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US Lawmakers Read Constitution Aloud as Congress Convenes


House Speaker John Boehner of Ohio speaks to the media on Capitol Hill in Washington, 06 Jan 2011

House Speaker John Boehner of Ohio speaks to the media on Capitol Hill in Washington, 06 Jan 2011

Lawmakers in the U.S. House of Representatives are reading aloud the U.S. Constitution, one day after Republicans took control of the chamber.

The Republicans say the reading of the nation's governing document is a symbolic move that is meant to remind lawmakers of their pledge to adhere more strongly to constitutional principles.

Lawmakers from both major political parties in the U.S. House of Representatives have completed a reading of the U.S. Constitution, the nation's governing document.

Republicans say the reciting of the document was meant to remind lawmakers of their pledge to adhere to constitutional principles.

After reading the preamble to the Constitution, the new speaker of the House, John Boehner, outlined to reporters his party's priorities in the new Congress. He said Republicans are still committed to repealing President Barack Obama's health care law.

Democrats on Thursday cited a Congressional Budget Office report that says repealing the health care bill would add $230 billion to the federal debt by 2021. But Boehner said the estimate is based on the Democrats' economic and fiscal assumptions, which he called "unrealistic."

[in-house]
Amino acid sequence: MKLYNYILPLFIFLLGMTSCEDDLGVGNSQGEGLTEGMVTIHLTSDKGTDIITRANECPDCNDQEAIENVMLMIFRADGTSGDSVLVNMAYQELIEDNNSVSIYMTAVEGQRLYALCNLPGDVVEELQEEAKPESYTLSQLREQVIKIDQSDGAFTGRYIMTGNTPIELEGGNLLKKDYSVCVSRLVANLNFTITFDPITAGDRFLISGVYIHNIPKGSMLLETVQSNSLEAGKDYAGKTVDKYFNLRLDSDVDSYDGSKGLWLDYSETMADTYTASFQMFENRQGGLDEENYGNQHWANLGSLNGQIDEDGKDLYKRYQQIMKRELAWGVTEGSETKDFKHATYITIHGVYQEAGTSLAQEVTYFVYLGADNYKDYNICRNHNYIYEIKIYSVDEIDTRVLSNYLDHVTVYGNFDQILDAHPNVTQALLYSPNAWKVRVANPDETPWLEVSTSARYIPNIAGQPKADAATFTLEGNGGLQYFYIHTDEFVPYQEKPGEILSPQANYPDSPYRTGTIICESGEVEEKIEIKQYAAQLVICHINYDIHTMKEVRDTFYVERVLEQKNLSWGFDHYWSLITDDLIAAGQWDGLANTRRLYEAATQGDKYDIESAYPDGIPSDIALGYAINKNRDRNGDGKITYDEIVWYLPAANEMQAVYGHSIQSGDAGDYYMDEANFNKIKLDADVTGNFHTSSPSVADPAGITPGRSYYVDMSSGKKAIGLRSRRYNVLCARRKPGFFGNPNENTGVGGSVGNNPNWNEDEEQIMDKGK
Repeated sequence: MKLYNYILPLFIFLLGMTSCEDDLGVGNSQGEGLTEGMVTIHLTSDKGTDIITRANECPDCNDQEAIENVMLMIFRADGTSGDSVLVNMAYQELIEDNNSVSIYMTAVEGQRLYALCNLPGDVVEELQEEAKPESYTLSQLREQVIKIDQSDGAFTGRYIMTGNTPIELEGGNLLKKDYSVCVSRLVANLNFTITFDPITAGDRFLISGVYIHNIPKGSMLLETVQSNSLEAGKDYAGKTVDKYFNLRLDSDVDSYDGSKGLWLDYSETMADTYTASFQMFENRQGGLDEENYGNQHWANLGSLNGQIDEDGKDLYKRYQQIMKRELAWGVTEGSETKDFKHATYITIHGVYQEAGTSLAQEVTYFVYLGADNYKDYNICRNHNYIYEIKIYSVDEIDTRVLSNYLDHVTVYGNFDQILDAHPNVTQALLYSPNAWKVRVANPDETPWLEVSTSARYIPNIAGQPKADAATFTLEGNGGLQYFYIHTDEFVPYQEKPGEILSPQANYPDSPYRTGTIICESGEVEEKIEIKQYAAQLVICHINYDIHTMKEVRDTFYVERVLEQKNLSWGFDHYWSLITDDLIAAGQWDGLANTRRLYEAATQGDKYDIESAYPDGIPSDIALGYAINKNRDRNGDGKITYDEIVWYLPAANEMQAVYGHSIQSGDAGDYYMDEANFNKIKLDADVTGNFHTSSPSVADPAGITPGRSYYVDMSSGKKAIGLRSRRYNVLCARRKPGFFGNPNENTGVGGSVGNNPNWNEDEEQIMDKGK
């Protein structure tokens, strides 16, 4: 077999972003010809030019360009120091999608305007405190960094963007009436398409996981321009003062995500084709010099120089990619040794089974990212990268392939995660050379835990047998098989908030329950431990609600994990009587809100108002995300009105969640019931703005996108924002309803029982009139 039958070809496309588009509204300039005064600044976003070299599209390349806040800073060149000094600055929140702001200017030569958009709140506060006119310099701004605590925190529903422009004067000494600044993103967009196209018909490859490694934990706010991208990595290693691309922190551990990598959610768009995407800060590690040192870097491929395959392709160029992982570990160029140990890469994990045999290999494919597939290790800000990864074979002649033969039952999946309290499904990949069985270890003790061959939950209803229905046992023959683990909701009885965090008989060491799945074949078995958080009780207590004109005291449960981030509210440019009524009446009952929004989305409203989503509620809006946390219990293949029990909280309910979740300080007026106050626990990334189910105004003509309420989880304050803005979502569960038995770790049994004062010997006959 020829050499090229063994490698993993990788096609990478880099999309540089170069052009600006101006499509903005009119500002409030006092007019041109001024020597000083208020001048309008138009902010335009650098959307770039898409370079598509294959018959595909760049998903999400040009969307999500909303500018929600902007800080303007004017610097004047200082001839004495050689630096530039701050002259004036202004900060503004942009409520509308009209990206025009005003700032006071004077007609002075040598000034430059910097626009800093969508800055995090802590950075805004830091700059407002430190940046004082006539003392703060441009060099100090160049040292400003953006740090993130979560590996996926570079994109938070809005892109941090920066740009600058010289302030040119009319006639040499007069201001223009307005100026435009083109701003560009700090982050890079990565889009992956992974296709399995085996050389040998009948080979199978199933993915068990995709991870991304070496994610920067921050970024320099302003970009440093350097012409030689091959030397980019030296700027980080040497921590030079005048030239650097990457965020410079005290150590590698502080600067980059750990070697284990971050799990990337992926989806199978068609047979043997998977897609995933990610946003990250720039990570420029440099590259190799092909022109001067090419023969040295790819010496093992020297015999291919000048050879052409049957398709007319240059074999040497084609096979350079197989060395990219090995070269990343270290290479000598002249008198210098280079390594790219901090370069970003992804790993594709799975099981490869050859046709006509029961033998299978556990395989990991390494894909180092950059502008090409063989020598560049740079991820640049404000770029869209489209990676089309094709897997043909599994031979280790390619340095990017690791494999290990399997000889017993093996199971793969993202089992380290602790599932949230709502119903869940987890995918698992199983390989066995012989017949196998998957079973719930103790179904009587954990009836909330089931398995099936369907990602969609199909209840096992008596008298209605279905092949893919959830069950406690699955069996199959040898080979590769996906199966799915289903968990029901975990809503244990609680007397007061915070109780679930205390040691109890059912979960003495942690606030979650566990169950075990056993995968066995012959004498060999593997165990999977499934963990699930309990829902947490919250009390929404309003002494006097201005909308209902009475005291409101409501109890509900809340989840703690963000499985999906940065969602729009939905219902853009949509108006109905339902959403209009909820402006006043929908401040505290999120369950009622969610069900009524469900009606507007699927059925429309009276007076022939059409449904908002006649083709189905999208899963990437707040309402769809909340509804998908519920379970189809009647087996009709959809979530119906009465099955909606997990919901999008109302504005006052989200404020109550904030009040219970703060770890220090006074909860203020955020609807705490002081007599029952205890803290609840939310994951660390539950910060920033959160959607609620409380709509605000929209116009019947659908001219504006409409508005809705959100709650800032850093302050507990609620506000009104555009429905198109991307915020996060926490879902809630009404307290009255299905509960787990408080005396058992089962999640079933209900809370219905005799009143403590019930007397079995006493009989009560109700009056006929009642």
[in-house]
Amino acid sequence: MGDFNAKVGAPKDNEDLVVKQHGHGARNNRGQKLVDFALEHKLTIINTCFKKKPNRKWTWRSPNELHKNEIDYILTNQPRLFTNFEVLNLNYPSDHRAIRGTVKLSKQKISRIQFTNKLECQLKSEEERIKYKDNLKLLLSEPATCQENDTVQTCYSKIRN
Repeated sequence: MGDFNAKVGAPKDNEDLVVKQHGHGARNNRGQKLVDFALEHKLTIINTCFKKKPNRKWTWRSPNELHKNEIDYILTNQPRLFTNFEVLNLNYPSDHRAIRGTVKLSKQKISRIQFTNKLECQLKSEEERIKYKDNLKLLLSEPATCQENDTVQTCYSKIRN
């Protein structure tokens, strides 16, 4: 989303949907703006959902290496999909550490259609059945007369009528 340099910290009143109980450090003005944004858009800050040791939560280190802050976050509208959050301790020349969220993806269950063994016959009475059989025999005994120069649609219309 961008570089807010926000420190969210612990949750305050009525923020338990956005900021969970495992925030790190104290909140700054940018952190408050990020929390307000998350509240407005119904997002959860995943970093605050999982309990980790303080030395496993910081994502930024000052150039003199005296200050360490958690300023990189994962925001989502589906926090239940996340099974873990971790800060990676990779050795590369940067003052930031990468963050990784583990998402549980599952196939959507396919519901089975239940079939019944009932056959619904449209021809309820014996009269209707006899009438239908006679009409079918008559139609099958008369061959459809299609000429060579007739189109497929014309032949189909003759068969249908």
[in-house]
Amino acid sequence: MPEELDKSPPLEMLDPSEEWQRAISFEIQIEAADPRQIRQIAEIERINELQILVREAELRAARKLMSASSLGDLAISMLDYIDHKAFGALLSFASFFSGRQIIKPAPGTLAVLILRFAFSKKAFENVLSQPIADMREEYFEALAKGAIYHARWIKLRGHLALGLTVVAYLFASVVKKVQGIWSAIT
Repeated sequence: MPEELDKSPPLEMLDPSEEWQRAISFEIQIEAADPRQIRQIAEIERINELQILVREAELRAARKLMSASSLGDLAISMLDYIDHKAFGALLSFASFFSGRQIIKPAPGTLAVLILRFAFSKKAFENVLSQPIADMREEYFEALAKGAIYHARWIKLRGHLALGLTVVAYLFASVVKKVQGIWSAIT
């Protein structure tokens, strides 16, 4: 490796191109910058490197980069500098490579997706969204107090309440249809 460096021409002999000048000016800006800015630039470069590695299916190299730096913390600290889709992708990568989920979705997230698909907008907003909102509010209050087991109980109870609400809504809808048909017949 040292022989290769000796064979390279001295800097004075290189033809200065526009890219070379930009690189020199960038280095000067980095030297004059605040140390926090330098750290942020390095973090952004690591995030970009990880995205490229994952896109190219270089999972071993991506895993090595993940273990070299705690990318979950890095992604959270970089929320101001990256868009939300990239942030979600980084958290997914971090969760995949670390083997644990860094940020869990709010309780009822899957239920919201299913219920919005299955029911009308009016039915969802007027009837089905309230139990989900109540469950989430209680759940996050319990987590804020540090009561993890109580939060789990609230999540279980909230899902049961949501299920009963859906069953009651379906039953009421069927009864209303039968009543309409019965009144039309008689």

The House is now discussing a measure to cut spending by 5 percent in congressional budgets. Republicans say the move will save $35 million over the next nine months.

President Obama said in a message posted on the social media network Twitter Wednesday that Republicans are determined to roll back progress, beginning with heath care reform, and urged Democrats to "fight back."

Eighty-seven new Republican House members took their seats Wednesday. Many of them are Tea Party activists, supporters of low taxes and a very limited role for government. They say they want to change the way things are done in Washington.

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